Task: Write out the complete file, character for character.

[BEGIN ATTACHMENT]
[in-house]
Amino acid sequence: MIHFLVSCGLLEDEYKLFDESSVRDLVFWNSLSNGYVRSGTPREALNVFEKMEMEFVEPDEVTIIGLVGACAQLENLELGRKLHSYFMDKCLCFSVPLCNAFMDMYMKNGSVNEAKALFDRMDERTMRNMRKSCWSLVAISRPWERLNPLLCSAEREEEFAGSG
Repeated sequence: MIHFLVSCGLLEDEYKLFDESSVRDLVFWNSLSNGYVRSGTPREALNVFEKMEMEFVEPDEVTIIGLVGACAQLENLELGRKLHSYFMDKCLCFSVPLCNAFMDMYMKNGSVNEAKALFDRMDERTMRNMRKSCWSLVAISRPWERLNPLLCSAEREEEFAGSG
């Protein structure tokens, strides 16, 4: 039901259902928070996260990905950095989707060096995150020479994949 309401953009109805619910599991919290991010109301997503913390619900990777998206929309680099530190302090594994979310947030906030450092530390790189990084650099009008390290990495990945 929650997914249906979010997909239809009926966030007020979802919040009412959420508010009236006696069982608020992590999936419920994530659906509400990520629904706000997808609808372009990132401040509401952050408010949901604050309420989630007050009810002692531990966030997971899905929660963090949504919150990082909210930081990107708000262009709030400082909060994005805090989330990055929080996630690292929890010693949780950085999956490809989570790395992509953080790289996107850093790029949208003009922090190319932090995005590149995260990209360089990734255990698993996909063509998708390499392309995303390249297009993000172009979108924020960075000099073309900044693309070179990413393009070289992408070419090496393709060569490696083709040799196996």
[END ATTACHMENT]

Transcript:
[in-house]
Amino acid sequence: MIHFLVSCGLLEDEYKLFDESSVRDLVFWNSLSNGYVRSGTPREALNVFEKMEMEFVEPDEVTIIGLVGACAQLENLELGRKLHSYFMDKCLCFSVPLCNAFMDMYMKNGSVNEAKALFDRMDERTMRNMRKSCWSLVAISRPWERLNPLLCSAEREEEFAGSG
Repeated sequence: MIHFLVSCGLLEDEYKLFDESSVRDLVFWNSLSNGYVRSGTPREALNVFEKMEMEFVEPDEVTIIGLVGACAQLENLELGRKLHSYFMDKCLCFSVPLCNAFMDMYMKNGSVNEAKALFDRMDERTMRNMRKSCWSLVAISRPWERLNPLLCSAEREEEFAGSG
């Protein structure tokens, strides 16, 4: 039901259902928070996260990905950095989707060096995150020479994949 309401953009109805619910599991919290991010109301997503913390619900990777998206929309680099530190302090594994979310947030906030450092530390790189990084650099009008390290990495990945 929650997914249906979010997909239809009926966030007020979802919040009412959420508010009236006696069982608020992590999936419920994530659906509400990520629904706000997808609808372009990132401040509401952050408010949901604050309420989630007050009810002692531990966030997971899905929660963090949504919150990082909210930081990107708000262009709030400082909060994005805090989330990055929080996630690292929890010693949780950085999956490809989570790395992509953080790289996107850093790029949208003009922090190319932090995005590149995260990209360089990734255990698993996909063509998708390499392309995303390249297009993000172009979108924020960075000099073309900044693309070179990413393009070289992408070419090496393709060569490696083709040799196996």